But I would wish a better night's sleep tonight.

Saturday, April 21, 2012

as exciting as the EINSTEIN COAT

I spoke earlier about working on something that has me as excited as the EINSTEIN COAT--a pattern that has the same elegant simplicity and that has me over-the-moon about it!

But I also must admit that it's more than the pattern itself (although it's pretty darn cute!) that has me excited. What has me certain I won't sleep tonight is that I've finally moved into this century and put something for sale online. Never done that before!

I'm not the most tech-savvy person in the world (and at that my children would roll their eyes . . . like YEAH!), and for me to put something out there in the correct format was a HUGE accomplishment.

The thrill I feel must be akin to what a new knitter feels when she finishes her first successful piece. What a wonderful place to re-visit! If everyone felt this with some regularity the world would be awash with big smiley faces.

So here she is, the BEST-OF-BOTH TUNIC TOP, available as a download on RAVELRY. (Click on the photo to see an enlarged version with more detail.)
It's a combination of knitting and fabric in which each gets to do what they do best. My mind is a-whirl at further possibilities!

BTW, as an addendum to previous posts, I have already made 3 of these (and am working on a 4th), and it is definitely a piece that I will wear and wear and wear.

Tuesday, April 17, 2012

Confessions of a "closet" knitter

Thinking about my previous post (about making something more than once) led me to describe myself as a closet knitter! And it is so not what you think (since I knit in public all the time!).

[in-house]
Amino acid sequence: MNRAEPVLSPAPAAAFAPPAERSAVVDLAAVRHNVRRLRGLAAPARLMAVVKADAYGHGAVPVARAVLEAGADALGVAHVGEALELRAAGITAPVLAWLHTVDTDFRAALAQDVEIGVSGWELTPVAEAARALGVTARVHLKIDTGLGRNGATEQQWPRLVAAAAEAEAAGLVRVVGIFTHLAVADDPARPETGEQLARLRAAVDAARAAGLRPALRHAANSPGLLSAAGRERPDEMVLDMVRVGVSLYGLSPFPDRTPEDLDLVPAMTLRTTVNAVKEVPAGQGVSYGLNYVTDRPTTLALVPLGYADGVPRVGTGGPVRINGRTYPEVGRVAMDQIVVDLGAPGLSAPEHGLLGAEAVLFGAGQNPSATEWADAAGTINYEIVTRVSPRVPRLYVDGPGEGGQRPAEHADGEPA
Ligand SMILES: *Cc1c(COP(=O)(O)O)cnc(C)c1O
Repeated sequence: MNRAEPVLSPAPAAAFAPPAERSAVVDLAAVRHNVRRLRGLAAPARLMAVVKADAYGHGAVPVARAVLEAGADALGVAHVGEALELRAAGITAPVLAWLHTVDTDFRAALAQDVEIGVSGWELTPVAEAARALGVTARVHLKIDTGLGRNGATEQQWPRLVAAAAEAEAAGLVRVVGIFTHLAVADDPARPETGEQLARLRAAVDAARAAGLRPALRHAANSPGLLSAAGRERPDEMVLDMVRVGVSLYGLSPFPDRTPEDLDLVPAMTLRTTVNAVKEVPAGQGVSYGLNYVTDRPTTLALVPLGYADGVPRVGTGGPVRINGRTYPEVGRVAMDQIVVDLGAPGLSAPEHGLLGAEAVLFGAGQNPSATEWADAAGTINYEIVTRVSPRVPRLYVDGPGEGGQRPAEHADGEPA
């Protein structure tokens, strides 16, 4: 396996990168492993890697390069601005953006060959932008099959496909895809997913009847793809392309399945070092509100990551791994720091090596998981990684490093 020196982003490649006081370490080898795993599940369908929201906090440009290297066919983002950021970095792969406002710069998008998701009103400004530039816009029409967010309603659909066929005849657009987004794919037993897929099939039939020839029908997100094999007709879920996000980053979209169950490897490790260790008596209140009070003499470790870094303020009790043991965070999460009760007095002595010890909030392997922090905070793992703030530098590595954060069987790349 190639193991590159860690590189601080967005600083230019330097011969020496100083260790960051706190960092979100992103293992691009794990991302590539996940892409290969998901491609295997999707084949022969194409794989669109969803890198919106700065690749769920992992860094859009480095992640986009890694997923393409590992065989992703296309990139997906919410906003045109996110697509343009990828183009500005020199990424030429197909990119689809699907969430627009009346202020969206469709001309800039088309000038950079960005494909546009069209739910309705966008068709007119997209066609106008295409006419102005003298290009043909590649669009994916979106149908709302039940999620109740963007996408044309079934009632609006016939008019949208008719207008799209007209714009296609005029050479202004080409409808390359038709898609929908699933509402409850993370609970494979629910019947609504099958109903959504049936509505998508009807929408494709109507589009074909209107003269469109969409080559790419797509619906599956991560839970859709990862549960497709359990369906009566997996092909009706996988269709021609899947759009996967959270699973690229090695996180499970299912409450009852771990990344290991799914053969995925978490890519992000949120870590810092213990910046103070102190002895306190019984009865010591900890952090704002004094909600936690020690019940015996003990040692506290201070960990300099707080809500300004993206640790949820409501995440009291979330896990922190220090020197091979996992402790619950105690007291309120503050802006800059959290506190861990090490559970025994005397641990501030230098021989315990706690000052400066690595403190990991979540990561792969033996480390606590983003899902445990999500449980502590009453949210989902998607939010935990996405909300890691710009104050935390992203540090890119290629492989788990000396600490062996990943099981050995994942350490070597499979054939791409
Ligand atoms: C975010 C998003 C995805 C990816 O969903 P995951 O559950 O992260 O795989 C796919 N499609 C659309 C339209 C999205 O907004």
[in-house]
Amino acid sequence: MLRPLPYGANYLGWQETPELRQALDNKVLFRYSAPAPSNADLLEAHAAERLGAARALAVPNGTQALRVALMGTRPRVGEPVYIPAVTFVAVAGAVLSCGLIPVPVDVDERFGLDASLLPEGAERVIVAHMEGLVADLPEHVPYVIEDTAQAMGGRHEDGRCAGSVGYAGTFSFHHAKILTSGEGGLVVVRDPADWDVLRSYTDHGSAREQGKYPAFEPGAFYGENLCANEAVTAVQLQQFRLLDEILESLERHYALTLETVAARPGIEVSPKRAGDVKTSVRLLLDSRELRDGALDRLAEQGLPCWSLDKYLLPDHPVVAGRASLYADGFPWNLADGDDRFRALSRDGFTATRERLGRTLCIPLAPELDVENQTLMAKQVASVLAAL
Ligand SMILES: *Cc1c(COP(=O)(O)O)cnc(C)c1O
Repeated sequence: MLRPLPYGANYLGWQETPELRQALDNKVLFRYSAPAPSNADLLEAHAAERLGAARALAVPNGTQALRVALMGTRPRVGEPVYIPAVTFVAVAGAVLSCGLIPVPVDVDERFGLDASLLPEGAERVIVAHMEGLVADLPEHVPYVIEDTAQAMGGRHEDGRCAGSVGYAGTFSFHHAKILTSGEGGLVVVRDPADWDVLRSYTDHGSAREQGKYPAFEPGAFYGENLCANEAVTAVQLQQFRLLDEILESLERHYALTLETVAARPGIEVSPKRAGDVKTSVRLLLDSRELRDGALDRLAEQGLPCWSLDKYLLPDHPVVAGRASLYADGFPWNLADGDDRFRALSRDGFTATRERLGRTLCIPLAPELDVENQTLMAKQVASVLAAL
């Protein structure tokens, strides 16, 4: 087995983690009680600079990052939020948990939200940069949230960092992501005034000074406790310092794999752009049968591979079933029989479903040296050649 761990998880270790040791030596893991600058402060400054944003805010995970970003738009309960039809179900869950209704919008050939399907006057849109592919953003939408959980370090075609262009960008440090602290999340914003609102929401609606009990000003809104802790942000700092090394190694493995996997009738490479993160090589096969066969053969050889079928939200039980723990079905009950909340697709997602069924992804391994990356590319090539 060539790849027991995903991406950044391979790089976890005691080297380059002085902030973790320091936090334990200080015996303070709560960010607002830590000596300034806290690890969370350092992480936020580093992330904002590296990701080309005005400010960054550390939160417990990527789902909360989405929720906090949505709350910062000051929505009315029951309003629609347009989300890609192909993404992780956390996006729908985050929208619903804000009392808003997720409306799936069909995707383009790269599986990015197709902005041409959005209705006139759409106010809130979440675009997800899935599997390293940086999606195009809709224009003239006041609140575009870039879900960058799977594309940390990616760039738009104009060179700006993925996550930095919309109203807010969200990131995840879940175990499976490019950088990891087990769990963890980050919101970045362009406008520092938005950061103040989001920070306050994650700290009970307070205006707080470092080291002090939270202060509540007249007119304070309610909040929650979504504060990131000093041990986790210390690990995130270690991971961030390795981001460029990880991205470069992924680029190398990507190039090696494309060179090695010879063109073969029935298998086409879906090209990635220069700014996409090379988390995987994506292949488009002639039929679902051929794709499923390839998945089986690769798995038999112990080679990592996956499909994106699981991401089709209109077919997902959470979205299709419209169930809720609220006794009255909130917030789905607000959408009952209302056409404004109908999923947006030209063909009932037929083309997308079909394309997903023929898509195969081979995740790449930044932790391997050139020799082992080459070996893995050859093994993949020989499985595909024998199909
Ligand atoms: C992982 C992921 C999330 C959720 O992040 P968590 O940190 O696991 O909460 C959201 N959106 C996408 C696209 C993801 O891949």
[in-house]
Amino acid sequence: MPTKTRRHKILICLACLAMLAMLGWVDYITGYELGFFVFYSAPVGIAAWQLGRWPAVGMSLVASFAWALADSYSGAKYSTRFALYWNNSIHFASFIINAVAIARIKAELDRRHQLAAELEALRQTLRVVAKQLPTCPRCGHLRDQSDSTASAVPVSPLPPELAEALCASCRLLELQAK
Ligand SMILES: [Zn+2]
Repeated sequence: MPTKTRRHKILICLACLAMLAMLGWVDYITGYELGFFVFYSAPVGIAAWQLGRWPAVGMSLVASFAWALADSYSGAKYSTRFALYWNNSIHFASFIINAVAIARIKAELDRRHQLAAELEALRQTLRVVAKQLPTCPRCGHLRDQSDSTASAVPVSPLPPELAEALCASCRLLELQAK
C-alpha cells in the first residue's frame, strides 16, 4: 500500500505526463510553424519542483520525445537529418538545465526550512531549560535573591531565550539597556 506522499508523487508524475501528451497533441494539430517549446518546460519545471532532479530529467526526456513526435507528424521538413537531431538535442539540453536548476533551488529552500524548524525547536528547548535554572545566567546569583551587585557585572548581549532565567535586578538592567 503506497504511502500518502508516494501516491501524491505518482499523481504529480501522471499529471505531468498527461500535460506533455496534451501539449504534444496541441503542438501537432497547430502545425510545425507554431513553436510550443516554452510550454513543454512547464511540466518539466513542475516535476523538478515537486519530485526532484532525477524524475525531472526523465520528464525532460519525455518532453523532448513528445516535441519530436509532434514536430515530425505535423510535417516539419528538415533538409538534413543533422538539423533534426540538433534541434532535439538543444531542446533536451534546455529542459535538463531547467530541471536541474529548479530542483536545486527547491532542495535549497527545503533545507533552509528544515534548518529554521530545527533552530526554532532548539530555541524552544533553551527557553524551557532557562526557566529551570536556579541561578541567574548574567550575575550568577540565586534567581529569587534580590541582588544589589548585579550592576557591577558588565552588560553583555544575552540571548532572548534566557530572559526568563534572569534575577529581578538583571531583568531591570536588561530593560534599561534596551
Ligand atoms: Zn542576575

Okay, so I've realized that there are three major types of knitting teachers / designers out there, many of whom we all know and love:
  • the artists (who design fabulous art-to-wear, who usually concentrate on teaching classes in color or texture, who probably went to some kind of art school);
  • the traditionalists (who design within ethnic frame-works, who teach classes in traditional techniques, who may come from--but at least have a love of--the countries where these wonderful traditions originated);
  • the technique experts (who design work, or teach classes, that celebrate a technique and that pay a whole lotta attention to detail).
Many teachers are a combination of the above, but I don't have any of the second and almost none of the first. And while I do kinda fit with the last, I realized that there was still something missing. Where does my work as a designer or teacher come from?

Upon being asked where my main source of inspiration comes from, and answering that question honestly, I realized the following:
  • that my main inspiration is the clothes I actually wear 
  • that I try to wear a knit garment every day
  • that I want to teach my students how to make the connection between their closets and their knitting so they can do the same
  • that my main focus (my rant) has become Knit what you wear, wear what you knit. (You have surely read that in a previous post!)
And so I realized that I am a closet knitter! Most of  my teaching, my design, my focus, and the majority of my inspiration comes from what hangs in my closet.